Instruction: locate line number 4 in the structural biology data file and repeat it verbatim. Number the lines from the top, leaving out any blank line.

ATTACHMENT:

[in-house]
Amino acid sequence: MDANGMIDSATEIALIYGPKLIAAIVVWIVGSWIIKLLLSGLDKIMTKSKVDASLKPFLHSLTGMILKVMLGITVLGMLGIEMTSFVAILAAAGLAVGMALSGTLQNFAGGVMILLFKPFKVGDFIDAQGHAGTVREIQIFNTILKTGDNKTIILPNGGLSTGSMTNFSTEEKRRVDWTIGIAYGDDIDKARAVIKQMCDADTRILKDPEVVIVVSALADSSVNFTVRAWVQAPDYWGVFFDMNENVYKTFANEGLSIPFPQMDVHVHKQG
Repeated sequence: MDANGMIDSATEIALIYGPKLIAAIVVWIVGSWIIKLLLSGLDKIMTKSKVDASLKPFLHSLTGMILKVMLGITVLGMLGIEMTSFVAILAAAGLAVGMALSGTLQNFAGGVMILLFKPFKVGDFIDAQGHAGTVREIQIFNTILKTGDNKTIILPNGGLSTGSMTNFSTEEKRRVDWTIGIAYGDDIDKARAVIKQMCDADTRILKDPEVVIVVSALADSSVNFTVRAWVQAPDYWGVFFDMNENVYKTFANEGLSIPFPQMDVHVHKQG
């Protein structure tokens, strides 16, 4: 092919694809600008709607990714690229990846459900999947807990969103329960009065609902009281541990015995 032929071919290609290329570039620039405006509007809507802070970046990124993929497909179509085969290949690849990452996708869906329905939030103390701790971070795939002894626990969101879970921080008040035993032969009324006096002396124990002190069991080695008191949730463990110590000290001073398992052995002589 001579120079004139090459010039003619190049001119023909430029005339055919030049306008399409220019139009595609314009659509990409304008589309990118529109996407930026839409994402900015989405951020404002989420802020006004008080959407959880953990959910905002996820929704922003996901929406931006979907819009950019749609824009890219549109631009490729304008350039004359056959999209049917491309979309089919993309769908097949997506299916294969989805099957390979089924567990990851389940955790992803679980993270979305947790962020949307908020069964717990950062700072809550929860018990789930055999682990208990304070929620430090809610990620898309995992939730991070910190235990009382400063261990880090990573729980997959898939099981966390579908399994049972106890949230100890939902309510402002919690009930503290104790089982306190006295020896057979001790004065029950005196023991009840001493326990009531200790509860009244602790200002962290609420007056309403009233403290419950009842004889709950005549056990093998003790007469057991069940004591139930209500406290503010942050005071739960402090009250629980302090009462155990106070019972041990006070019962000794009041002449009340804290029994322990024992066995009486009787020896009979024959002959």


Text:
């Protein structure tokens, strides 16, 4: 092919694809600008709607990714690229990846459900999947807990969103329960009065609902009281541990015995 032929071919290609290329570039620039405006509007809507802070970046990124993929497909179509085969290949690849990452996708869906329905939030103390701790971070795939002894626990969101879970921080008040035993032969009324006096002396124990002190069991080695008191949730463990110590000290001073398992052995002589 001579120079004139090459010039003619190049001119023909430029005339055919030049306008399409220019139009595609314009659509990409304008589309990118529109996407930026839409994402900015989405951020404002989420802020006004008080959407959880953990959910905002996820929704922003996901929406931006979907819009950019749609824009890219549109631009490729304008350039004359056959999209049917491309979309089919993309769908097949997506299916294969989805099957390979089924567990990851389940955790992803679980993270979305947790962020949307908020069964717990950062700072809550929860018990789930055999682990208990304070929620430090809610990620898309995992939730991070910190235990009382400063261990880090990573729980997959898939099981966390579908399994049972106890949230100890939902309510402002919690009930503290104790089982306190006295020896057979001790004065029950005196023991009840001493326990009531200790509860009244602790200002962290609420007056309403009233403290419950009842004889709950005549056990093998003790007469057991069940004591139930209500406290503010942050005071739960402090009250629980302090009462155990106070019972041990006070019962000794009041002449009340804290029994322990024992066995009486009787020896009979024959002959």